Intense Pulsed Light

Intense pulsed light (IPL) is a skin rejuvenation treatment that uses high intensity pulses of visible light (or light energy) to improve the appearance of dark spots (age spots, sun spots or freckles), vascular lesions (such as spider veins, rosacea), as well as fine lines, wrinkles, large pores, acne and acne scarring. The process is referred to as photorejuvenation.

IPL is similar to lasers in that light energy is absorbed into cells with specific color targets, referred to as chromophores (such as melanin or hemoglobin). The light energy is absorbed by the color target and is converted to heat energy, which causes damage to the specific target area. IPL is different than lasers in that they deliver many wavelengths (or colors) of light in each pulse instead of a single wavelength. Filters can be used to focus on more specific targets.

IPL is considered a non-ablative resurfacing therapy, which means it targets the lower layers of the skin (dermis) without affecting the top layers of skin (epidermis). The advantage of IPL therapy is its minimal downtime--a patient can often have the procedure done and immediately return to work or other social functions.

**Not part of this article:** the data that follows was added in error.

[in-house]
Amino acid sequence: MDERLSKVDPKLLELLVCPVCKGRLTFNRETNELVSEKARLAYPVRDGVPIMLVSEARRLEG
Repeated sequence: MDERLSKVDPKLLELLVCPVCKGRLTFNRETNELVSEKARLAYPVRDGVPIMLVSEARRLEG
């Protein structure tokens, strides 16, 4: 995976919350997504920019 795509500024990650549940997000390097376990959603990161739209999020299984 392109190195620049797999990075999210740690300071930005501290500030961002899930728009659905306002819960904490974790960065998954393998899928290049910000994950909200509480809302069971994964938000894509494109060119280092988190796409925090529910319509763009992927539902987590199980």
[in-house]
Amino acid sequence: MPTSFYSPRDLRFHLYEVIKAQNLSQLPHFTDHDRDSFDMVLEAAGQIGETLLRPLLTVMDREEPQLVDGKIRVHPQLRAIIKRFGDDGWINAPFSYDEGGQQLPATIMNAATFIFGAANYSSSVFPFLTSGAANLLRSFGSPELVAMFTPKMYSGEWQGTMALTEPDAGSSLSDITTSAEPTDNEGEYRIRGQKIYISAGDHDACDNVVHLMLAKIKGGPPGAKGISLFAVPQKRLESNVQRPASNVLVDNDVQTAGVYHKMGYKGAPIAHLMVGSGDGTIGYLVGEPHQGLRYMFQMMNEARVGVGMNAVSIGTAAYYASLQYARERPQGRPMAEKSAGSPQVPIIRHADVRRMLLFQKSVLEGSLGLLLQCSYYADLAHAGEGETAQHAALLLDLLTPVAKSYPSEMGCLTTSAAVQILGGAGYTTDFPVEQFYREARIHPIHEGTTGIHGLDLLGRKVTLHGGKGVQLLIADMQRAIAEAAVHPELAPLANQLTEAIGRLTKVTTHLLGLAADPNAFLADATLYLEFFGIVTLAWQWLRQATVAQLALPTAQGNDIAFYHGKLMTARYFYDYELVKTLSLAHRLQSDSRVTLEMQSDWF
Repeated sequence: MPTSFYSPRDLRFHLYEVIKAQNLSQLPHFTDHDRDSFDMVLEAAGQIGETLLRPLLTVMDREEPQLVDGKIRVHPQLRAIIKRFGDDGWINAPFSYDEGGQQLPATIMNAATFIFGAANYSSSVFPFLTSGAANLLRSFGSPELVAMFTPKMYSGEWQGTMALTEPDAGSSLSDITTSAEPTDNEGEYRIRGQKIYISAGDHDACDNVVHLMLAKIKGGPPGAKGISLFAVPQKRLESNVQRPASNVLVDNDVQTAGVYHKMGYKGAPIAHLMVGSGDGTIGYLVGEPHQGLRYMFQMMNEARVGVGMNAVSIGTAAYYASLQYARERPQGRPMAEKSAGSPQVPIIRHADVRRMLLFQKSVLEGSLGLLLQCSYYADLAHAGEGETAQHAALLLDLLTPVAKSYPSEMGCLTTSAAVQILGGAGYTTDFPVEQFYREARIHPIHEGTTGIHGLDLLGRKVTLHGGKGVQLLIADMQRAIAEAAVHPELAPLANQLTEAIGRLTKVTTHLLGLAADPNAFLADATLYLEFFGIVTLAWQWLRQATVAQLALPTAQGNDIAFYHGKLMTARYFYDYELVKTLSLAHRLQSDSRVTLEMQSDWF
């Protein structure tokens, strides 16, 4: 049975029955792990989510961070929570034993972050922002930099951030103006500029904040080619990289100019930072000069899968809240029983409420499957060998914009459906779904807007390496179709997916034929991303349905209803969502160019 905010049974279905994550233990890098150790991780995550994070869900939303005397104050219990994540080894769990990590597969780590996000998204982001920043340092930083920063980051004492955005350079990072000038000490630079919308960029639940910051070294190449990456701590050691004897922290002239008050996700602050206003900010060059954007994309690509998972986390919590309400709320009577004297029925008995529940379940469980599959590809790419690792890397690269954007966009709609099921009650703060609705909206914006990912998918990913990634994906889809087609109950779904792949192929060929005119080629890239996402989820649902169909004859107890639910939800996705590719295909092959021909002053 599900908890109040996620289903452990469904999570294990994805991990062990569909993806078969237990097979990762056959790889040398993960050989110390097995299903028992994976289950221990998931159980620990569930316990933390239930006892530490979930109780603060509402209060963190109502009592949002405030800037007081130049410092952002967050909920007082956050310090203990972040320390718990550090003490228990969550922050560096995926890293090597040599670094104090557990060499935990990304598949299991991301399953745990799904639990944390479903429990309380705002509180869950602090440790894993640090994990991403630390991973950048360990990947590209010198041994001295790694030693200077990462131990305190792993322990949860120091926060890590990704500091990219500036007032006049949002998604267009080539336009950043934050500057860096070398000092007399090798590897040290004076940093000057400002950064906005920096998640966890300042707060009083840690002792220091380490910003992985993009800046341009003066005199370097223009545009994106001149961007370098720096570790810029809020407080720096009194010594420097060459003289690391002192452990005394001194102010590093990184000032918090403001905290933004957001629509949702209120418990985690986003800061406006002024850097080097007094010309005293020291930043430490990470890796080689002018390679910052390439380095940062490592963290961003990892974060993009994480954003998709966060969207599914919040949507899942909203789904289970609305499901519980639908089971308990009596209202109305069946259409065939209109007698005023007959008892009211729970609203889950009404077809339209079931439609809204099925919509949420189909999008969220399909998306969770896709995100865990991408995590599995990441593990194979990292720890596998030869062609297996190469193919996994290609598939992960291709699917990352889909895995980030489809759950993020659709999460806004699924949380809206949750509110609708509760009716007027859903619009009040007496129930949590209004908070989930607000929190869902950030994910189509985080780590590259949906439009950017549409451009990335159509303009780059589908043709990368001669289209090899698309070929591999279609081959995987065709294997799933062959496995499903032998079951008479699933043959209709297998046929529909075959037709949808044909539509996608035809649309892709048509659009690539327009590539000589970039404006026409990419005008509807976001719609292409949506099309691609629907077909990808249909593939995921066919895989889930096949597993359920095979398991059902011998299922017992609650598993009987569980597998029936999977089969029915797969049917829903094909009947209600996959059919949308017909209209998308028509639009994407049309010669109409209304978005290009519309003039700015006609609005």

What does an intense pulsed light procedure involve?

  • Avoid sun exposure in the days and weeks before and after treatment.
  • A topical anesthetic may be applied to the area but is not usually necessary.
  • A cold gel is applied to the area being treated.  A smooth glass surface that is cooled is then applied to the skin and delivers precise pulses of light to the area being treated.
  • Throughout the treatment session, the patient must wear protective eyewear.
  • IPL treatments are relatively painless. The sensation is often described as a light pinch or a snap of a rubber band.
  • Treatment sessions usually last about 20 minutes. A course of 4-6 sessions every 3-6 weeks may be needed to achieve desired results.
  • Most patient can return to work immediately after treatment.

What are the side effects to intense pulsed light therapy?

Side effects are minor and include:

  • Pain during treatment. This is reduced by contact cooling and sometimes, topical numbing cream.
  • Mild sunburn sensation that may last a few days after the treatment.
  • Blistering can sometimes occur.
  • Unintended damage to pigment cells that results in lighter or darker patches of skin (called hypopigmentation and hyperpigmentation). White patches are rarely permanent.
  • Hair loss may occur.
  • Bruising can occur in up to 10% of patients.